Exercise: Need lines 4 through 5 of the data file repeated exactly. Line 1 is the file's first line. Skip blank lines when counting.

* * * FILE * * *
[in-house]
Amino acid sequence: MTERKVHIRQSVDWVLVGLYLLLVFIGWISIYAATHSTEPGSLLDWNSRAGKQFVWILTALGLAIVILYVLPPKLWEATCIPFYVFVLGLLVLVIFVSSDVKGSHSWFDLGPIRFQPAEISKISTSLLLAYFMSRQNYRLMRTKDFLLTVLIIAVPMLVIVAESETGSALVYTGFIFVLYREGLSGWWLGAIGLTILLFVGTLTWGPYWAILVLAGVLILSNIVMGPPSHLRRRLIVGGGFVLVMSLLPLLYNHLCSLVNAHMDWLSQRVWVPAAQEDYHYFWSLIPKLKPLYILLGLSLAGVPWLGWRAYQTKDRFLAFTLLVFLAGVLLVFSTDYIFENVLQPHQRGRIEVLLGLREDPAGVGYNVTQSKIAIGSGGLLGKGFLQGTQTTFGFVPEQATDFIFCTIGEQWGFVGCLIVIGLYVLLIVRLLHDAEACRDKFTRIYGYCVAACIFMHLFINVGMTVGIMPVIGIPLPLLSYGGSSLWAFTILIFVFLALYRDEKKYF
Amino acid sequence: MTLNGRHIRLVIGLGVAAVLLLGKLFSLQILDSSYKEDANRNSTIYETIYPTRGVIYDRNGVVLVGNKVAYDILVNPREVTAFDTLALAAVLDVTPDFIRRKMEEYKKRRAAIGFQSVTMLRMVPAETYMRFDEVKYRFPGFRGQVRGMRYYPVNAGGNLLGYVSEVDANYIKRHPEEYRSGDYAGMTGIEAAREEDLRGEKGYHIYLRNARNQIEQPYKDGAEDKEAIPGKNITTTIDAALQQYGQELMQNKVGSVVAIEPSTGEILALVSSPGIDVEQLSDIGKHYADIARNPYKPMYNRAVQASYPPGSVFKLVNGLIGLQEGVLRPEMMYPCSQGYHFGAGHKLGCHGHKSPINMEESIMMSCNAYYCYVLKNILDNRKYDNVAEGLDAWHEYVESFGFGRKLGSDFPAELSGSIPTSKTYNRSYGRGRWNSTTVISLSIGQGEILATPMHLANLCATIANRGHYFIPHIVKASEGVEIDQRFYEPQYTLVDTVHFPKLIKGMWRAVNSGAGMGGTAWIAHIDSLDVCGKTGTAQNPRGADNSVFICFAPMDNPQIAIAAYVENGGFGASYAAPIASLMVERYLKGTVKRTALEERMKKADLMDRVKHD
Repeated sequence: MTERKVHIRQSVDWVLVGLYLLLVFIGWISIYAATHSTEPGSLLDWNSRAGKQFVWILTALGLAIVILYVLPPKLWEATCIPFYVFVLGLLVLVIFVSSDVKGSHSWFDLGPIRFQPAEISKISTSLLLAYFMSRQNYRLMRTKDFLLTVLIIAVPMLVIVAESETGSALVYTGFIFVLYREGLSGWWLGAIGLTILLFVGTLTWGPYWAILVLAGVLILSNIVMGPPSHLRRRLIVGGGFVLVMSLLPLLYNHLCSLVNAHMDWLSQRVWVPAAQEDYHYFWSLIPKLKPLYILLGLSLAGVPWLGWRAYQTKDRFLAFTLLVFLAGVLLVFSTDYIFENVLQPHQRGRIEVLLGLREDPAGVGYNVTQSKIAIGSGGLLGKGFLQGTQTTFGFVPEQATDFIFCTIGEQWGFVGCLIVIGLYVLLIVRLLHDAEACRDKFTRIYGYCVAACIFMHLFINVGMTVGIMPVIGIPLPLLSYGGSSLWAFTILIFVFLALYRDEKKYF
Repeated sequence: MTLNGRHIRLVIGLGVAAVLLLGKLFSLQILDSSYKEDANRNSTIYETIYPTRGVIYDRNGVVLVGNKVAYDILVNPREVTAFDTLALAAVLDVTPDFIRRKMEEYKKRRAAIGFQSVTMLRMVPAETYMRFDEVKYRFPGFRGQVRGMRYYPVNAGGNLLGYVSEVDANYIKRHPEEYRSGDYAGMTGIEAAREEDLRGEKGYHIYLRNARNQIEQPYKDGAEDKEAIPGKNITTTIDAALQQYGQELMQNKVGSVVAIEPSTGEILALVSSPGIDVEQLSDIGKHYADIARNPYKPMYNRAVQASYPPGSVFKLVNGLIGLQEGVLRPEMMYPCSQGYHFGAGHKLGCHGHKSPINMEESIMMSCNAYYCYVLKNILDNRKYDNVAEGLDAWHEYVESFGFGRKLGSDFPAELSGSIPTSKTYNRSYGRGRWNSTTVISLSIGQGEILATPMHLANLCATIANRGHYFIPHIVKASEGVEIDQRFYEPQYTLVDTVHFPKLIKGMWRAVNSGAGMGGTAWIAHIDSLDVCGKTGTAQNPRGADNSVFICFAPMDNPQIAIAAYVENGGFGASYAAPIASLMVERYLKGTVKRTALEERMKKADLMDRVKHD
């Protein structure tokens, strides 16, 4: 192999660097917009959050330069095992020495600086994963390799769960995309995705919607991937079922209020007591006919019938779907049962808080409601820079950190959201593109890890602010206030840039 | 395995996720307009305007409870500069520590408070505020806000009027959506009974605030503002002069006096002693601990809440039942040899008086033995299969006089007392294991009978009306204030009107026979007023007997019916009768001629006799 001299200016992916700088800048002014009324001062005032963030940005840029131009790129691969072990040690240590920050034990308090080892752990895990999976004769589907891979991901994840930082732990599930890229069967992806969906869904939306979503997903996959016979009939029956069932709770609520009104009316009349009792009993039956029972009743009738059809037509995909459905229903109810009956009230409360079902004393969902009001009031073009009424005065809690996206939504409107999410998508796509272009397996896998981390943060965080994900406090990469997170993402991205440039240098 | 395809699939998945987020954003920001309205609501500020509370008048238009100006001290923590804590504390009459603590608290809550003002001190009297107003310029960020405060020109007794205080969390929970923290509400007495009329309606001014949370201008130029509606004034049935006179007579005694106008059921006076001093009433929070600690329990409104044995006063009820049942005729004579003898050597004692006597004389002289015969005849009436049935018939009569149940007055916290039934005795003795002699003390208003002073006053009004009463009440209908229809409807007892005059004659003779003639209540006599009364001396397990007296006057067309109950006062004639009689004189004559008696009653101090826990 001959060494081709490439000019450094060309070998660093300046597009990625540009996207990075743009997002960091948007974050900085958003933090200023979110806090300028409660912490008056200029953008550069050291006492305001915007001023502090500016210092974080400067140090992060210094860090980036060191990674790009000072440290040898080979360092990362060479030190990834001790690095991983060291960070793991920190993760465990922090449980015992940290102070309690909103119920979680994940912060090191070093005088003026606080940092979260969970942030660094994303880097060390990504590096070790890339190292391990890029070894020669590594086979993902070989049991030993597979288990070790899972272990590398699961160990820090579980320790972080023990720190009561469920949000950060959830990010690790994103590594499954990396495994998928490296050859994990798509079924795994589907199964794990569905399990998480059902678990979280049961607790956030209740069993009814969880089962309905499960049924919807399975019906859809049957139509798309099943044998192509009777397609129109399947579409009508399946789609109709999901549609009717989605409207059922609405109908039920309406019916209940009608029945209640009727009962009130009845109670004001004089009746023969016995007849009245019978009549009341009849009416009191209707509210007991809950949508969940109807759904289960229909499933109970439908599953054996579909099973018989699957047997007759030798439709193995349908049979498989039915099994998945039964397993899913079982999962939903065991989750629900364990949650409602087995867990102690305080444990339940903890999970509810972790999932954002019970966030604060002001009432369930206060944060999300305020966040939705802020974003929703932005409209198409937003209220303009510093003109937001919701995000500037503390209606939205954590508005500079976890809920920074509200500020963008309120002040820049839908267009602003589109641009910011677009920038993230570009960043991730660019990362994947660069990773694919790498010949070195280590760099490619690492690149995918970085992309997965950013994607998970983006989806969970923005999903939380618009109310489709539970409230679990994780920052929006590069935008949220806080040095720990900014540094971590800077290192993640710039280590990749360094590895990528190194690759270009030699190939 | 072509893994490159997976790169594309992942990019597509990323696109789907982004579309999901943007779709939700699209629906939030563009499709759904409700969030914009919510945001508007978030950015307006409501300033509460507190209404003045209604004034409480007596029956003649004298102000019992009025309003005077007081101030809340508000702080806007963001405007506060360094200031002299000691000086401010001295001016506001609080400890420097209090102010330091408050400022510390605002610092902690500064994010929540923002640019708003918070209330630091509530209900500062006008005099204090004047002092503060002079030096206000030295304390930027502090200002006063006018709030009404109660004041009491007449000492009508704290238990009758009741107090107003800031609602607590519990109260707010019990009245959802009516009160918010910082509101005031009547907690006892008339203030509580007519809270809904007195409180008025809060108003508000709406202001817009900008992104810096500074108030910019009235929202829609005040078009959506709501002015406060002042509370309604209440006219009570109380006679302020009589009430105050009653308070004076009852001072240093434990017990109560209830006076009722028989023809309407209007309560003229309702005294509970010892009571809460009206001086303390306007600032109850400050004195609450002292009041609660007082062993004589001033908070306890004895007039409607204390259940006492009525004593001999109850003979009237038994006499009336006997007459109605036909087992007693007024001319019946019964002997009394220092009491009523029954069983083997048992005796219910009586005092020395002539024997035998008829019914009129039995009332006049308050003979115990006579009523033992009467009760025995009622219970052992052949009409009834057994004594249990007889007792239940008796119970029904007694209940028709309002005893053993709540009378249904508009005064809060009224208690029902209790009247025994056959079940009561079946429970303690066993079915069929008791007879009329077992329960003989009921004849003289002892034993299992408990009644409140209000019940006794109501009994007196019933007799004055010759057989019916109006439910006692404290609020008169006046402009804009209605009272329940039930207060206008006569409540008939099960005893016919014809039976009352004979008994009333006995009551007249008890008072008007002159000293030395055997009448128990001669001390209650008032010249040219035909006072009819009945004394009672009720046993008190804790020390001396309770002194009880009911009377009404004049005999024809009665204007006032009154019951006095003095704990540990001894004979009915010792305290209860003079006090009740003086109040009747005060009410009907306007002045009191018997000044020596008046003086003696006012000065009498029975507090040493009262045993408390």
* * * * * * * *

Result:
Repeated sequence: MTERKVHIRQSVDWVLVGLYLLLVFIGWISIYAATHSTEPGSLLDWNSRAGKQFVWILTALGLAIVILYVLPPKLWEATCIPFYVFVLGLLVLVIFVSSDVKGSHSWFDLGPIRFQPAEISKISTSLLLAYFMSRQNYRLMRTKDFLLTVLIIAVPMLVIVAESETGSALVYTGFIFVLYREGLSGWWLGAIGLTILLFVGTLTWGPYWAILVLAGVLILSNIVMGPPSHLRRRLIVGGGFVLVMSLLPLLYNHLCSLVNAHMDWLSQRVWVPAAQEDYHYFWSLIPKLKPLYILLGLSLAGVPWLGWRAYQTKDRFLAFTLLVFLAGVLLVFSTDYIFENVLQPHQRGRIEVLLGLREDPAGVGYNVTQSKIAIGSGGLLGKGFLQGTQTTFGFVPEQATDFIFCTIGEQWGFVGCLIVIGLYVLLIVRLLHDAEACRDKFTRIYGYCVAACIFMHLFINVGMTVGIMPVIGIPLPLLSYGGSSLWAFTILIFVFLALYRDEKKYF
Repeated sequence: MTLNGRHIRLVIGLGVAAVLLLGKLFSLQILDSSYKEDANRNSTIYETIYPTRGVIYDRNGVVLVGNKVAYDILVNPREVTAFDTLALAAVLDVTPDFIRRKMEEYKKRRAAIGFQSVTMLRMVPAETYMRFDEVKYRFPGFRGQVRGMRYYPVNAGGNLLGYVSEVDANYIKRHPEEYRSGDYAGMTGIEAAREEDLRGEKGYHIYLRNARNQIEQPYKDGAEDKEAIPGKNITTTIDAALQQYGQELMQNKVGSVVAIEPSTGEILALVSSPGIDVEQLSDIGKHYADIARNPYKPMYNRAVQASYPPGSVFKLVNGLIGLQEGVLRPEMMYPCSQGYHFGAGHKLGCHGHKSPINMEESIMMSCNAYYCYVLKNILDNRKYDNVAEGLDAWHEYVESFGFGRKLGSDFPAELSGSIPTSKTYNRSYGRGRWNSTTVISLSIGQGEILATPMHLANLCATIANRGHYFIPHIVKASEGVEIDQRFYEPQYTLVDTVHFPKLIKGMWRAVNSGAGMGGTAWIAHIDSLDVCGKTGTAQNPRGADNSVFICFAPMDNPQIAIAAYVENGGFGASYAAPIASLMVERYLKGTVKRTALEERMKKADLMDRVKHD